Those injured in Michigan car accidents know how difficult it is to deal with insurance companies. For those who have suffered serious injuries, the situation becomes even more complicated. Insurers will fight to keep from paying out large sums of money, even if a person is entitled to that compensation. Recent case law has changed the way insurance companies will be able to do business with those who have been injured, meaning that there are potentially millions of unpaid insurance claims throughout the state.

Michigan is a no-fault insurance state. This means that the insurance you have pays for your medical expenses, wage loss and household services without regard to fault. The statutes require the insurance companies to reimburse injured parties for “all reasonable charges incurred for reasonably necessary products, services and accommodations for an injured person’s care, recovery, or rehabilitation.” This includes family or friend provided care for seriously injured family members. Insurers must also provide compensation for missed work, as well as a maximum of $20 a day for expenses incurred within the first 3 years of the date of the accident.

The Michigan no-fault insurance laws contain a provision which limit recovery for reasonable and necessary expenses to one-year back from when the action was filed against the insurance carrier for unpaid benefits. This particular provision has caused several problems, and recent cases have been winding through the court system centered on the interpretation of this rule. Until recently, minors, those with brain injuries and those who are mentally incompetent were not subject to the one-year back rule. In addition, people who were mislead or lied to by their insurance carriers were not subject to the one year back rule. Recently, the Michigan Court of Appeals has had three cases upholding the one-year back rule for those mislead or those who were incompetent overturned.

The most recent case is Johnson v. Wausau Ins. Co, which dealt with the interplay between the one-year back rule and a common-law fraud claim. Fraud was alleged because the insurer did not tell the victim’s caregiver that she was entitled to additional compensation. This is noteworthy because a prior case, Cooper v. Auto Club Ins. Association, held that damages under a fraud claim were not subject to the one-year back rule.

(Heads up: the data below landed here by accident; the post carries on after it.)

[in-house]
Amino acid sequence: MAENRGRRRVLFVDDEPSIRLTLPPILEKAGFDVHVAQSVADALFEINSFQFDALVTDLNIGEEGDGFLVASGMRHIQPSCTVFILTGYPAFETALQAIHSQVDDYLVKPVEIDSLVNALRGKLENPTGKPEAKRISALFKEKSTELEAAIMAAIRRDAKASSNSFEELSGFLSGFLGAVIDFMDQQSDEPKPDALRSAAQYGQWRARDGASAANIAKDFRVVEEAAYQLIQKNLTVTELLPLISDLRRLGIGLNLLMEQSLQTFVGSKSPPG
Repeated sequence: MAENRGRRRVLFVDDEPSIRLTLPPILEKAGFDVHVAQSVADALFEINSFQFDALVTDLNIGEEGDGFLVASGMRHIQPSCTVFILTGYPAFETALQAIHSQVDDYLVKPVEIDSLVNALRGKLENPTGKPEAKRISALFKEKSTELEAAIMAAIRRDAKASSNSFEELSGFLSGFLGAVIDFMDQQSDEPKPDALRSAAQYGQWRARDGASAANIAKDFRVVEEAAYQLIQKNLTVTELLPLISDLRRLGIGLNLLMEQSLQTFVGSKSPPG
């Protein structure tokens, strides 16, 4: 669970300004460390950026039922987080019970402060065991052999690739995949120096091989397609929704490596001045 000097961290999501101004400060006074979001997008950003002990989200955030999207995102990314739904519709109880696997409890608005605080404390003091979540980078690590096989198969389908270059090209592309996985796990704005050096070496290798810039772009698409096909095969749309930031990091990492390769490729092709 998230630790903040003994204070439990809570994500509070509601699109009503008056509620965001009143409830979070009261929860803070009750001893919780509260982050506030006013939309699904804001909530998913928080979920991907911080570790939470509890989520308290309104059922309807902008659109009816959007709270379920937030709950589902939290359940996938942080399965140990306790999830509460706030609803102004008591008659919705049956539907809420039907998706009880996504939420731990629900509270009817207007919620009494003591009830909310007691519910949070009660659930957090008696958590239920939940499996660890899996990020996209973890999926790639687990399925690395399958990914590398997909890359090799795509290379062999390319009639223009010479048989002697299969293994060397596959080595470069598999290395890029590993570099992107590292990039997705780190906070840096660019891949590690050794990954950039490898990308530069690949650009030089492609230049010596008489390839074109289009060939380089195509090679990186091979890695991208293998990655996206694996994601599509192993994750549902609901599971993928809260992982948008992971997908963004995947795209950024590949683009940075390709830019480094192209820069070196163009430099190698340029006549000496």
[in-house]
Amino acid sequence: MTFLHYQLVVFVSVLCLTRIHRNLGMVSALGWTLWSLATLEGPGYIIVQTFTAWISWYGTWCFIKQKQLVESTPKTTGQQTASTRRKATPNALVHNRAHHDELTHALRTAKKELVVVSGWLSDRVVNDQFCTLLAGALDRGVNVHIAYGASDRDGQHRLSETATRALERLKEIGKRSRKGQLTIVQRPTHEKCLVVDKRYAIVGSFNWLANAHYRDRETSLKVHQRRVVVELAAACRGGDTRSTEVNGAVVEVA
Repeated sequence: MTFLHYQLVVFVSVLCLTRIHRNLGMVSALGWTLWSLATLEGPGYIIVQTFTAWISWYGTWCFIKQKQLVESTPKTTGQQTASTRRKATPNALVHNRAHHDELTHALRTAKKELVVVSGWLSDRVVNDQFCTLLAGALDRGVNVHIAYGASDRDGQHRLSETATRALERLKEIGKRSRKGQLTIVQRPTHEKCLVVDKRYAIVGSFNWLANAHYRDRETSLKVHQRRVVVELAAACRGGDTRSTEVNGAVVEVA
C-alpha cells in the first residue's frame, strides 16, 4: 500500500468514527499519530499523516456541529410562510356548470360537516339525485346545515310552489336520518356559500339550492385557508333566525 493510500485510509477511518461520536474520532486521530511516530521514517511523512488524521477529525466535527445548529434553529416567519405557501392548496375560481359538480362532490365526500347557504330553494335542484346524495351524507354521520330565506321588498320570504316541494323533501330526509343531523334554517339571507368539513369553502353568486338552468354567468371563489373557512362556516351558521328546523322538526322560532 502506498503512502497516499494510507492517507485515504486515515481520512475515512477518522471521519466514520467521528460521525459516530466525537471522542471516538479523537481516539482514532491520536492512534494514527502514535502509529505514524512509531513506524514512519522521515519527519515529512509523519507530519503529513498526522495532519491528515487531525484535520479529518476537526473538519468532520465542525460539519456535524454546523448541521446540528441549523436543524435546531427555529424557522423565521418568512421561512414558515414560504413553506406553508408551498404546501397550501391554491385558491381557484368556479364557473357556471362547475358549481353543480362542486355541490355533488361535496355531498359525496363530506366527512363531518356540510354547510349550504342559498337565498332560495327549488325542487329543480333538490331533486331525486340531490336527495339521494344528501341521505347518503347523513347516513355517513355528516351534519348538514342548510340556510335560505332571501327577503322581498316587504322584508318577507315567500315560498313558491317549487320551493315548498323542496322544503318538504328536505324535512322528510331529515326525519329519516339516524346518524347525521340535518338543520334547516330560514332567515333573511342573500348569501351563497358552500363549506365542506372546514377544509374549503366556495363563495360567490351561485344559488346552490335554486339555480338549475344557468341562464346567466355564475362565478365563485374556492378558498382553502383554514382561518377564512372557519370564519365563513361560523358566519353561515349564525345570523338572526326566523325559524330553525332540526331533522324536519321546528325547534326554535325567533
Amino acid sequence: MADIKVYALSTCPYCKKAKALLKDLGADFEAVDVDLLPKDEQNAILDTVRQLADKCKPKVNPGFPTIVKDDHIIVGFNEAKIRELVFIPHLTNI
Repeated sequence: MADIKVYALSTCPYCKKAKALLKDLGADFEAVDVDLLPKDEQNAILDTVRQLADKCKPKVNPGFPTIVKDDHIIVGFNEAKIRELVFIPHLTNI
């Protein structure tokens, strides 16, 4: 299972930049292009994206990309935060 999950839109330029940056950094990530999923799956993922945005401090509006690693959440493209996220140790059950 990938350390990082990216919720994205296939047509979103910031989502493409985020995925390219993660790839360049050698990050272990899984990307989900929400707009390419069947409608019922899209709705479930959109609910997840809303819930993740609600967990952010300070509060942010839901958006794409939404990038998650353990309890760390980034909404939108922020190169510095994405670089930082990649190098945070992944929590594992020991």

In the Johnson case, the victim, Nancy Eastman, was 10 months old when she was seriously injured in a car accident. After she was released from the hospital, she required intensive medical care. Her parents were unable to provide this care for her. Dorothy Bencheck became Eastman’s guardian and caregiver.

Eastman’s father had an insurance policy with Wausau Insurance. The company paid Eastman $37,500 to settle any claims she may have had against her father. This money was held by the probate court to distribute for Eastman’s care. The insurer also paid Bencheck $20 a day.

Bencheck called the insurer on several occasions, as she believed that the insurer owed her additional benefits for the care she was providing. On each occasion, she was turned down, or told to ask the probate court to release more money to her. The insurer never informed Bencheck that she was entitled to attendant care payments as part of the “all reasonable charges incurred for reasonably necessary products, services and accommodations for an injured person’s care, recovery, or rehabilitation” statutory language. After some time, Bencheck left and Tammy Johnson took over caring for Ms. Eastman.

Johnson eventually sued Wausau Insurance due to the company breaching its contract with her. She also added a claim of fraudulent misrepresentation, alleging that the company did not tell her she was eligible to receive additional compensation. The insurance company contended that Johnson was barred from recovery due to the one-year provision of the no-fault act, and additionally, that Johnson would be unable to show that any fraud occurred.

Johnson’s claim was dismissed by the Michigan Court of Appeals. Her recovery would be limited by the one-year back rule, and the court also stated that the insurer had not committed any acts of fraud. The Michigan Supreme Court vacated the decision of the Court of Appeals, and remanded the case back to the Genesee Circuit Court for reconsideration based upon the decision in Titan v. Michigan, which overturned prior Michigan case law dealing with the one-year back rule.

The Johnson case would never have made it to this point if not for the insurance company’s refusal to pay attendant care. The company would have had to pay first Bencheck and later Johnson a fair market rate for providing home care to Eastman. By wrongfully refusing to acknowledge that it owed these payments, it made itself vulnerable to an extremely costly lawsuit.

This case is crucial to insureds across the state. It allows those that have been misled by insurance companies to proceed with claims against insurers, and not be limited to the one-year back rule. Insurance companies that withheld compensation from victims could be facing multi-million dollar verdicts.

Macomb County No Fault Insurance Claim Dispute

If you have been injured in a car accident in Michigan, contact an experienced attorney to learn about the compensation that may be available to you.